In 2009, descendants of the Apache warrior Geronimo filed suit against Yale’s Skull and Bones Society, among others, to force return of their ancestor’s skull, which had allegedly been robbed from his grave at Fort Sill, Oklahoma during World War I. Whatever its merits, the lawsuit brought to mind one of the more arcane rituals of my undergraduate years at Yale. On “Tap Day” each spring, members of Skull and Bones (and other secret societies) fanned out across the Yale campus to collar new recruits from among worthy members of the junior class. At the stroke of 8:00 PM on the appointed day, prospective members were clapped on the shoulder and asked, “Skull and Bones – accept or reject?” Those who accepted were hustled off to the Tomb, as their building was called, where they were put through an initiation rite they were sworn never to reveal.
I mention the Skull and Bones recruitment process because life has a way of presenting situations to us that pose the same stark choice: accept or reject. Rarely do we perceive things this way, of course; usually we are too busy trying to steer around apparent obstacles in our path to fully appreciate what life is trying to teach us at that moment. It is perfectly natural to want to avoid painful situations, but in doing so we may forfeit a deeper understanding of the circumstances we find ourselves in. Worse, we may discover that our short-term strategies for avoiding pain only compound our suffering in the long run. This is especially true if we resort to alcohol, drugs or some other palliative to anaesthetize ourselves.
Alcoholics Anonymous recognized early on that acceptance, rather than rejection, was the key to dealing with addictions. As long as the alcoholic denies his true condition, he will keep drinking. Paradoxically, once he acknowledges he is powerless against alcohol and also owns up to the damage he has caused himself and others, he can begin the slow process of recovery. The AA mantra is that “nothing, absolutely nothing happens in God's world by mistake,” which means that the apparent obstacles in our path were put there for a reason and must be dealt with rather than avoided.
Acceptance is not the same thing as passivity or resignation in the face of adverse circumstances. We do not have to like what is happening to us or fail to act when action is called for. There is nothing inherently optimistic or pessimistic about it, since our present circumstances do not necessarily determine the eventual outcome. Acceptance is merely acknowledging reality for what it is at this moment and learning to deal with it on its own terms. Failure to do so simply postpones the eventual day of reckoning. It is futile to blame one’s circumstances or to whine about life being unfair. If indeed nothing happens in God’s world by mistake, you can bet circumstances will conspire to deliver the same or a similar life lesson over and over again until we master it. I have found that God is infinitely patient in such matters and won’t be satisfied until we learn to get real.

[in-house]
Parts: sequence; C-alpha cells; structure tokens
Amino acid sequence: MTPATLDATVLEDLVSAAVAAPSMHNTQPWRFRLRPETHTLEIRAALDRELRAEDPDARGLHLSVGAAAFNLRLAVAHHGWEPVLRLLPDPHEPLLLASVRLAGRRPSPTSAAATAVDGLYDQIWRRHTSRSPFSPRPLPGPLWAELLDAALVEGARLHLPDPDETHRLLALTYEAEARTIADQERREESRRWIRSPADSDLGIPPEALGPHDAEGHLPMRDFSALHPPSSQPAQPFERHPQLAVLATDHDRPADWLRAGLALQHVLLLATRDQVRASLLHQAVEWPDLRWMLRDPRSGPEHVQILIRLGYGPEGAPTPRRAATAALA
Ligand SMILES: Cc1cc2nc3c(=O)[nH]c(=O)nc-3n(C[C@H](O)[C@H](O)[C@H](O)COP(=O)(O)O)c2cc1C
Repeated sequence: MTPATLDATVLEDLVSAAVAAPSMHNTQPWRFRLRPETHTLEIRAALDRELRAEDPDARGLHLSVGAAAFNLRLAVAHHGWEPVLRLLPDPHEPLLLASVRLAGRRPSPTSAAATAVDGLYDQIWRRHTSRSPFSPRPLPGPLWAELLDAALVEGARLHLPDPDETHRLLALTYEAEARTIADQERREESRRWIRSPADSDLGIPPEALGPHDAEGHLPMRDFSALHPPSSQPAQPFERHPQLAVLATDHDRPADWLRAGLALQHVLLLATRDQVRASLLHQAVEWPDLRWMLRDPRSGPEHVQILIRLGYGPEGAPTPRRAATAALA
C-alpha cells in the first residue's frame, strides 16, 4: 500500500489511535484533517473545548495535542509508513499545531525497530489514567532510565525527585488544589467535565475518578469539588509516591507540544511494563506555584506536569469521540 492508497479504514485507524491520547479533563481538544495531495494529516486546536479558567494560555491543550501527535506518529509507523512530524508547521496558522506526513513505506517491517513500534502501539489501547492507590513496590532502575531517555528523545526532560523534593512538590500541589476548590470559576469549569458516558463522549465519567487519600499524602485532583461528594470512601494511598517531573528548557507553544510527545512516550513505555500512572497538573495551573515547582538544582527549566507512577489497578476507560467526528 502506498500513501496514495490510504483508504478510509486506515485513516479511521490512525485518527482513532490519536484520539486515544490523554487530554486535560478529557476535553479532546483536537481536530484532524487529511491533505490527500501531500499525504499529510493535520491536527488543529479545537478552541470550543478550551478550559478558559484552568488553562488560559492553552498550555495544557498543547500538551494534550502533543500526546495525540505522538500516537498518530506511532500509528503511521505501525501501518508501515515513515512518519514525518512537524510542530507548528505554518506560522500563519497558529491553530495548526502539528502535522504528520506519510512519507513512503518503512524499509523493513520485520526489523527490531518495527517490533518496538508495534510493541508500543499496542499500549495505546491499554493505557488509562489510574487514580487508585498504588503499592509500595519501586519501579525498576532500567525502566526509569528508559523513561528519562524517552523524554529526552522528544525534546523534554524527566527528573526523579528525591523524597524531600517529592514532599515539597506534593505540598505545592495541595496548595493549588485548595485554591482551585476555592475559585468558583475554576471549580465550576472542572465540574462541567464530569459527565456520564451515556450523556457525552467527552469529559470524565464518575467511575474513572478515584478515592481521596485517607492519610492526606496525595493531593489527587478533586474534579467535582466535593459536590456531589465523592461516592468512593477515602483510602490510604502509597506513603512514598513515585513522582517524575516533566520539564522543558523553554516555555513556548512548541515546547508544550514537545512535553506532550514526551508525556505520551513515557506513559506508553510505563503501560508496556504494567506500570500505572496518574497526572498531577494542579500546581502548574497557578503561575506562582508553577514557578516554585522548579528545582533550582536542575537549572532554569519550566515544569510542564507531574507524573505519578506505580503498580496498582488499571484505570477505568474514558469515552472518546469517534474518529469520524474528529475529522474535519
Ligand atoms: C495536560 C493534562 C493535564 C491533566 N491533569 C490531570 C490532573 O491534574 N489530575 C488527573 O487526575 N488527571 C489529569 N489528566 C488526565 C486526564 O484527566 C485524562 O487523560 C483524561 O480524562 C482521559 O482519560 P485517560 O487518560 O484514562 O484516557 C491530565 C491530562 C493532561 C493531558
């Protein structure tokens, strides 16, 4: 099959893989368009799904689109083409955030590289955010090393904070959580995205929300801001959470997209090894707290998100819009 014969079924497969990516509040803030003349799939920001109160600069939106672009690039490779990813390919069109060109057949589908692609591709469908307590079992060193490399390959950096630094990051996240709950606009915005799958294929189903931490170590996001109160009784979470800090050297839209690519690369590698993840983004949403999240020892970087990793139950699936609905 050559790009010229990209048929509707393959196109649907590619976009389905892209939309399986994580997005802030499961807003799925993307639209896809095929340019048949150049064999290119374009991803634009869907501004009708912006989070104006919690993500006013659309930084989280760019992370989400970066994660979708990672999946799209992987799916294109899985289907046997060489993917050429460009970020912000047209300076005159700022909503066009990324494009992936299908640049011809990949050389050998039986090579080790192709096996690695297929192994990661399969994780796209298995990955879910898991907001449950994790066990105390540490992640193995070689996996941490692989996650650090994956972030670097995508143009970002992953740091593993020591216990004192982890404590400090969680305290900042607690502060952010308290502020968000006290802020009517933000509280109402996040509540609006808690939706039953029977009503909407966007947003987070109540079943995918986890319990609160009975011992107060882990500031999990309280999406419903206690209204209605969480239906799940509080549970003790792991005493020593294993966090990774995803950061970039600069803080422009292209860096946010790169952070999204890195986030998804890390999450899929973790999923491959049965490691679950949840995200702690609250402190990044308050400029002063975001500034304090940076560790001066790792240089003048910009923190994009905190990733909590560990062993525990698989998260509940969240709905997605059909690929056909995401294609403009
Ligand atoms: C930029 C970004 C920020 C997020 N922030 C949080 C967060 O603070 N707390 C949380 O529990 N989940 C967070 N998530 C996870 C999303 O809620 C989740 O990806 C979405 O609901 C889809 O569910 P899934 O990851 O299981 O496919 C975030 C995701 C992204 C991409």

Not surprisingly, the same pattern of dealing with adverse circumstances in life also applies when dealing with the prospect of one’s own death. Working with terminal patients, the psychiatrist Elisabeth Kübler-Ross identified five stages of coming to terms with imminent death, starting with denial and ending with acceptance. Even Jesus went through an accelerated version of this process when praying in the garden of Gethsemane on the eve of his crucifixion. He knew he was going to die but was hardly reconciled to it. According to the Gospel of St. Luke, he prayed that the Lord would “remove this cup from me.” In some versions of the gospel he was described as being in an agony, with sweat pouring from him “as it were great drops of blood falling down to the ground.” Nevertheless, his prayer concludes with him saying, “Not my will, but thine, be done.”
If nothing happens in God’s world by mistake, then there is no longer any mystery about God’s will. God’s will is whatever happens at this moment, and we all face the same stark choice: to accept or reject. Great faith has little to do with abstract belief in God; it has everything to do with our willingness to abandon ourselves completely to each moment in life, wherever it may lead.
Alcoholics Anonymous, The Big Book